It wasn’t too long ago that I struggled with a negative friendship. No matter how positive I remained, bitterness and animosity poured out of this person. After enduring the toxic relationship for far too long and beginning to build up resentment myself, I finally let down my guard and shared my hurt with another friend.
The Truth Comes Out
Within an hour of sharing my raw and fragile feelings with my supposedly safe friend, she called the person and relayed my words. By the time I got home from church, I no longer had a toxic friendship in my life; instead, I had an enemy. Although I had to take responsibility for my words and for staying in a bad relationship when I needed to end it, I also had to look at why my close friend would gossip about me and share something so close to my heart.
One of the best parts about a having good friends is the ability to let down your guard and share your heart. But when the details of those intimate thoughts, feelings or actions are broadcasted, your once intimate relationship feels precarious. Most of us think of gossip as an immature behavior relegated to high schoolers and mean girls. Unfortunately, gossip goes far beyond the school halls and hurts well into the adult years. It has the ability to damage relationships and reputations in the office, church and community. Social media has only escalated what used to be a word-of-mouth problem; now, gossip can move at the speed of light with the push of a button.
Watch What You Share
We all know people who love to gossip, and we watch every word we share around those individuals. However, we aren’t usually as careful with our close friends. In fact, a marker of closeness is the ability to keep another’s secrets.
Sometimes, we assume a friend is a vault where we can hold our treasured emotions, but they are actually more of a sieve. You share your soul, and they pass it on without discrimination. It doesn’t mean they are bad people, but it’s possible that they aren’t safe people worthy of our trust. Loose lips are often a symptom of an underlying issue; maybe they are insecure, seeking attention or simply careless with their words and the effects on other people. Usually, we don’t mind too much if the juicy gossip is about someone else, but when it turns on us, it can be devastating.
I forgave my friend who betrayed my confidence because I really liked her and spending time with her, but when it happened again (this time she shared something from my past) it was time to put some distance between my private world and her mouth. We still spend time together, but I don’t share anything I wouldn’t put on the internet myself.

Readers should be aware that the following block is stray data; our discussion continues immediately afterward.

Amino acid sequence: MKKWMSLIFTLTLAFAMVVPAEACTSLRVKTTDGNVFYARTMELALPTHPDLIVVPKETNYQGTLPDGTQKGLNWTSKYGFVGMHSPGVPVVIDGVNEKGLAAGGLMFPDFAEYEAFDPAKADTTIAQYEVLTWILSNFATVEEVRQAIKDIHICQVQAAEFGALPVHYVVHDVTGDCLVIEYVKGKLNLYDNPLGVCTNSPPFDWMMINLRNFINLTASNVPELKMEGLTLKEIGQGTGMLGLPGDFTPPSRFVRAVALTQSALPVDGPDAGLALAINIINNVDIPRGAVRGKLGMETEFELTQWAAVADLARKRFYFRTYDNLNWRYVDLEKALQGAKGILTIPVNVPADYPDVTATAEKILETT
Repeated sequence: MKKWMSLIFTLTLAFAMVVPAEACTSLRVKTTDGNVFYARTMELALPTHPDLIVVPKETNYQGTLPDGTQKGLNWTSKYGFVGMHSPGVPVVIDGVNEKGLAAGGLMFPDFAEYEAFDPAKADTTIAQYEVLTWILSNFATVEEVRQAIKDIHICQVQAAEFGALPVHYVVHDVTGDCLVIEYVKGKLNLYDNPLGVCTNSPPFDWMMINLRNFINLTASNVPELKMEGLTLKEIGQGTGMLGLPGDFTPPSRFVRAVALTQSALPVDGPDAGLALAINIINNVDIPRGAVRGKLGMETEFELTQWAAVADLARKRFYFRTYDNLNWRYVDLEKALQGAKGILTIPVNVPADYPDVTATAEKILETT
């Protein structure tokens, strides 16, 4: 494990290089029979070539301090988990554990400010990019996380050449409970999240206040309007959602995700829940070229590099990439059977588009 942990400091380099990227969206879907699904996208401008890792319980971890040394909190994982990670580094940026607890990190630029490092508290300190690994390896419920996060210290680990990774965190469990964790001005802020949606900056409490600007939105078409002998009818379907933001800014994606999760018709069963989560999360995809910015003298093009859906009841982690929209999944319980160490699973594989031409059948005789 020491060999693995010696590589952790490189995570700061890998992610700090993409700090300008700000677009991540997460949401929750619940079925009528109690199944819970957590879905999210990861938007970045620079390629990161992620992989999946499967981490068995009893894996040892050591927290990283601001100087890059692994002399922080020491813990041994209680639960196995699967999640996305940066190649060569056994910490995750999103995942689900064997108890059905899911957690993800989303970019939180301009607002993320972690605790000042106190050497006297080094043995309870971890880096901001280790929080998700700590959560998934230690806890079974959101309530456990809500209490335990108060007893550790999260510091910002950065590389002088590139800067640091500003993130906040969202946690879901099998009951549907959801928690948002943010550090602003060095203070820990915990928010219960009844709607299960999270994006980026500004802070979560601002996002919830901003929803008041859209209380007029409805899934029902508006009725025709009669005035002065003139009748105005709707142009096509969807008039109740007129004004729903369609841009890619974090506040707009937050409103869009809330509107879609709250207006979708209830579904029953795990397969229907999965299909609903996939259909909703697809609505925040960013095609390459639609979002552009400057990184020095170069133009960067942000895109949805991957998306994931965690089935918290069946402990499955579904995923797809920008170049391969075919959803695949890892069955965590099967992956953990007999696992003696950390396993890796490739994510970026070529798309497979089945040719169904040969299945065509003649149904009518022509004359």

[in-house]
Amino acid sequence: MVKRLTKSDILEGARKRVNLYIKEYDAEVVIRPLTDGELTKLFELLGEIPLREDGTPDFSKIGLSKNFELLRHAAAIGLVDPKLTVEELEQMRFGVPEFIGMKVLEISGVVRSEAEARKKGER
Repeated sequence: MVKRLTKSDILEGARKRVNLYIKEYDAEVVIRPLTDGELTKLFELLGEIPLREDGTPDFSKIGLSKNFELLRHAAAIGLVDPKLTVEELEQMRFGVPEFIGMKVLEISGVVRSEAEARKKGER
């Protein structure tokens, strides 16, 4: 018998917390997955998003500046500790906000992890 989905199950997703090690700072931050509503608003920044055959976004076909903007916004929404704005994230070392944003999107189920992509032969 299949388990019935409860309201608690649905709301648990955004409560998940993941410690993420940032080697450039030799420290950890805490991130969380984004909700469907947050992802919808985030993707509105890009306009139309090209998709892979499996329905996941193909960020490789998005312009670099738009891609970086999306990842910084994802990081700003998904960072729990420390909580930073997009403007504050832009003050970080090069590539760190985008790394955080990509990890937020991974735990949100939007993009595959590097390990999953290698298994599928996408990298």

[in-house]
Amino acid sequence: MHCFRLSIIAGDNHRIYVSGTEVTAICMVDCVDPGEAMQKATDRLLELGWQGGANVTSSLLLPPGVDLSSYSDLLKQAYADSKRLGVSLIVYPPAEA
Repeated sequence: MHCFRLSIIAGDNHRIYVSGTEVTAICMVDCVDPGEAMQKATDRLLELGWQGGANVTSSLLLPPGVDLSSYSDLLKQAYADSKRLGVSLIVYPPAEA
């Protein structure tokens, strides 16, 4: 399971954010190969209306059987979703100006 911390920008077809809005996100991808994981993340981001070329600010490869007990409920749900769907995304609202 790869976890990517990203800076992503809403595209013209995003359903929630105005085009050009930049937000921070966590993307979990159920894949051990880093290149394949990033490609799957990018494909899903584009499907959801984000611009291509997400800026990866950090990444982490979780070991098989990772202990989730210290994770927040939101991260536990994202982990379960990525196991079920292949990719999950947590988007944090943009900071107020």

Find Safe Friendships
Most of us only have a few truly safe people in our lives. They are the friends we can be 100% ourselves with, and they won’t judge us for the good, the bad or the ugly parts. These friendships are rare, precious and worth hanging on to for a lifetime.
The problem is that we often give this special trust to people who aren’t careful with our hearts. Maybe we are longing for a friendship to go deeper, so we overshare and get burnt. But vulnerability is a two-way street. If we go deep too often without a reciprocal transaction, we give away our power and allow the person to hold us hostage.
One way to determine if someone is safe is to share a little bit at a time and see what the friend does with the information. Protect your heart and allow friendships to stand the test of time before you hand over your deepest thoughts. True friendship and trust are earned privileges.
Confront The Friend
So what should you do if a friend betrays your trust? If you believe the best about your friend, make every effort to confront the situation after you have checked your heart for malice and anger. Getting defensive and upset will not help a gossipy friend to own their words.
Sit down and tell them how you felt when you heard through the grapevine that they said hurtful things about you. A safe friend who values your relationship will hear your heart and choose to guard their mouth in the future. An unsafe friend will continue to gossip, at which point you will have to choose whether to continue the relationship or end it.
Shut It Down
As I’ve gotten older, I’ve learned that the best way to deal with gossip is to simply shut it down. When I hear something negative, I quickly respond with, “I’m staying out of that, and I’m sure there are two sides to every story.” If that doesn’t work, I change the topic of conversation or walk away.
I don’t always get this right, but I’m learning how to keep my own mouth shut after getting torched too many times by unsafe people. These days, I want to believe the best about people and forgive quickly, encouraging positive conversations that bless others rather than tear them down. Our words are powerful, so let’s use them as a tool to spread the love of Christ and avoid malicious talk.
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